I’ve seen some really cool postcards on Instagram so far this month, and I want more! So please share pictures of the postcards you’ve received and the ones you’re sending out in the comments below or using the hashtag #lettermo on Instagram or on Twitter. I’ll reshare them and post my favorites on the blog next week.
However, there does come a point where technology takes all the fun out of things, and we may have reached that point with a service offered by a company called Bond. From a Fast Company profile done on them last year:
Bond wants to retain the delight of giving and receiving notes, without the hassle of heading to the stationery store, writing out a letter, finding stamps, and locating a mailbox. “Nobody has ever said, ‘You know what’s awesome? I had the best experience at American Greetings,'” said Caberwal. Bond wants to bring the romance back to letter writing with a more modern experience. “We have really set out to reimagine what that would look like—how we can create a truly personal experience that lets people deliver that personal touch that is truly theirs, but let them do it from anywhere,” he added.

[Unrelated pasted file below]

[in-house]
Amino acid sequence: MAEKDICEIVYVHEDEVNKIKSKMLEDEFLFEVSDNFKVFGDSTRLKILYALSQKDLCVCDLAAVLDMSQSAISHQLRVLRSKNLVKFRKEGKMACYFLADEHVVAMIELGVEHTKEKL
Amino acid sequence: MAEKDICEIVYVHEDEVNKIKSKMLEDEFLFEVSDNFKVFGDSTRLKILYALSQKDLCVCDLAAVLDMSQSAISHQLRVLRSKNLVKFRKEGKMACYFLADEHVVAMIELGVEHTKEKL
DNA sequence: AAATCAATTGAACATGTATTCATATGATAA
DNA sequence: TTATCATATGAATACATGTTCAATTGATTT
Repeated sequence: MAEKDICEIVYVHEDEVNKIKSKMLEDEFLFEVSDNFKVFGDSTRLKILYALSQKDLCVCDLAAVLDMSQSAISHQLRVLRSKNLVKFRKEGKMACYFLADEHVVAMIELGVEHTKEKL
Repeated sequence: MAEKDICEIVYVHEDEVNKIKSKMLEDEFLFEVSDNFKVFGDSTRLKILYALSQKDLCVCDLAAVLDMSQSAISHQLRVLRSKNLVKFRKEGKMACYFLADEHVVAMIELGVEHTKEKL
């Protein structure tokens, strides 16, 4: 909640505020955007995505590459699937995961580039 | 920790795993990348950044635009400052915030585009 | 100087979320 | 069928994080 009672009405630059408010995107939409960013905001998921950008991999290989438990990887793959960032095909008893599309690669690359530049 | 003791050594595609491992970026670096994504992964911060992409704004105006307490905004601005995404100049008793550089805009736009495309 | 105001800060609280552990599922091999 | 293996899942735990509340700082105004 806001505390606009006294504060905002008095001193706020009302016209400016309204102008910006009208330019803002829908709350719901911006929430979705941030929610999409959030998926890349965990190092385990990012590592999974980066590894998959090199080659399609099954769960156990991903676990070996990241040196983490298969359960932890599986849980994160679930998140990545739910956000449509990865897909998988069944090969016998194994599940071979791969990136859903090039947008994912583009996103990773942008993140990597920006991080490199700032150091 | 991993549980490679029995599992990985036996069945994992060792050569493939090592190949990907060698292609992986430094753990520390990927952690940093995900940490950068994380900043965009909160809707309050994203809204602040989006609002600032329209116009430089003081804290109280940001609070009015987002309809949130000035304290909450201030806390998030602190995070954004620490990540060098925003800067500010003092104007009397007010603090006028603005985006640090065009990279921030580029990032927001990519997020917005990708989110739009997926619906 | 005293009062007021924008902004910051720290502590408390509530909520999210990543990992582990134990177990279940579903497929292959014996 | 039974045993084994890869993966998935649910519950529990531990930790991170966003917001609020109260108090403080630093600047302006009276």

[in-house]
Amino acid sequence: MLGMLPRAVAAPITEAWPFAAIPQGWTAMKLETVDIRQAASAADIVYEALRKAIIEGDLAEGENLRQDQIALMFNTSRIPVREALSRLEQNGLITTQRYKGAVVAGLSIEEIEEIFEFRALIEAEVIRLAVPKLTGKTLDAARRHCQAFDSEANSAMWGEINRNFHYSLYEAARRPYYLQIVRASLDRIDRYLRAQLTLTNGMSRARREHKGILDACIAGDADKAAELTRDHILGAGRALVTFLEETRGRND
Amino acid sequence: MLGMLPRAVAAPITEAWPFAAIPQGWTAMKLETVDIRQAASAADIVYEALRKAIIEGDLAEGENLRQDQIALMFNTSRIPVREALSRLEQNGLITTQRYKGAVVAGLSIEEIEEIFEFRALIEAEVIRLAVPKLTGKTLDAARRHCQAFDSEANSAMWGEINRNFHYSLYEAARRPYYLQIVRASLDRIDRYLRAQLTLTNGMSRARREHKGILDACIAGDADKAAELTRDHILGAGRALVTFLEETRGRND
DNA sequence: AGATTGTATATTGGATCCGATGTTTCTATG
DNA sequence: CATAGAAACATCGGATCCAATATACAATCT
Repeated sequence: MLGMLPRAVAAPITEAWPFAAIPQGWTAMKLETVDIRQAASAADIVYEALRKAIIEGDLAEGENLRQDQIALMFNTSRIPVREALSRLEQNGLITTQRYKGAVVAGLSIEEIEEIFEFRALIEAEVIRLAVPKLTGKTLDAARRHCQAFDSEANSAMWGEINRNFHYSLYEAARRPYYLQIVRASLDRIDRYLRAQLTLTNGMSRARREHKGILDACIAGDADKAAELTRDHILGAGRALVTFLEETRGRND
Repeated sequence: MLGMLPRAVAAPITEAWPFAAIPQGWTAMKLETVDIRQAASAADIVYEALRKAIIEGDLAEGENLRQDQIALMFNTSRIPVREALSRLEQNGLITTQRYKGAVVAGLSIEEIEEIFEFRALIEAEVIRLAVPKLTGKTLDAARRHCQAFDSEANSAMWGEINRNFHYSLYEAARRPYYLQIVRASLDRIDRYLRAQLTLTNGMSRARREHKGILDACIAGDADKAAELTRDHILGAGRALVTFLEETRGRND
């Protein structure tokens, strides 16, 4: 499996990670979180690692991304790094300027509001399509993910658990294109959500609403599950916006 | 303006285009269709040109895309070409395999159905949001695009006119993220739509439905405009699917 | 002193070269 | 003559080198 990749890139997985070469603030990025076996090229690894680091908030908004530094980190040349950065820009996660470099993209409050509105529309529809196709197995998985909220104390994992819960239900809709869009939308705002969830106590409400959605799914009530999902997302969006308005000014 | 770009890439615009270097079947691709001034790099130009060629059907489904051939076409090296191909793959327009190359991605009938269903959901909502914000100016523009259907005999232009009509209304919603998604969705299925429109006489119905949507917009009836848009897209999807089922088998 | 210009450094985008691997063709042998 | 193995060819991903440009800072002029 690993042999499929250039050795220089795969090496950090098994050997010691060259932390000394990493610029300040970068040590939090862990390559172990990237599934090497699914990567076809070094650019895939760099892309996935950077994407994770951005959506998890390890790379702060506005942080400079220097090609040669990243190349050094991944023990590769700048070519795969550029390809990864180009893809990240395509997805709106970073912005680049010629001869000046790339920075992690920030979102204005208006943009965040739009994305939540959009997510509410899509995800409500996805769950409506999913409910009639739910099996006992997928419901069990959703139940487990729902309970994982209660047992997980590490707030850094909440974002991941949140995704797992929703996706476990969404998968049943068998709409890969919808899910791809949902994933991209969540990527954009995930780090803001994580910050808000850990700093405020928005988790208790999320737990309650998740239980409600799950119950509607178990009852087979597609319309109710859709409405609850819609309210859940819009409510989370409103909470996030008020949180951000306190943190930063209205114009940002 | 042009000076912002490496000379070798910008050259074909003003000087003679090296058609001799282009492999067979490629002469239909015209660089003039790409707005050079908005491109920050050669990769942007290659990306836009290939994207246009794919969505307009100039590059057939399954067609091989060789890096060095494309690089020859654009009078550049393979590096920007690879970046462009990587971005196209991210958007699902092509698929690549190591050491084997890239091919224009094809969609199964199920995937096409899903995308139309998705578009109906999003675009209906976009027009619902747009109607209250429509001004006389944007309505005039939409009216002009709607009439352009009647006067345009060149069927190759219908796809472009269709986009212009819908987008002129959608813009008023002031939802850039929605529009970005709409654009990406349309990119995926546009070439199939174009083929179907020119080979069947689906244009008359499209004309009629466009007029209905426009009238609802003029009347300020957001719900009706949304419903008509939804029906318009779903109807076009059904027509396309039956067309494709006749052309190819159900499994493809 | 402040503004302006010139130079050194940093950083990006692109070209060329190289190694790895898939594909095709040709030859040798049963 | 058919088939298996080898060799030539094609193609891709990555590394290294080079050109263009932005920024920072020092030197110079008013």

Thanks to Bond’s robots, writing a note is indeed as easy as shooting off an email. That is, after the initial intake process, which involves completing and returning a handwriting sample designed to extract a person’s distinctive handwriting characteristics and style. The bot doesn’t just copy letters; it learns spacing patterns, angulation, how a person connects certain letters, and how far someone veers from the margins. Those details are what make your handwriting yours. For a computer to fully learn the nuances of a person’s penmanship would take pages and pages of samples. To avoid a too laborious a sign-up, the typeface specialists at Bond have whittled the process down to a couple of paragraphs, which allows for a pretty accurate representation of your handwriting, if not a 100% copy. For an added personal touch, there’s also a page where you can draw or select a doodle, like a smiley or peace sign, as your signature stamp.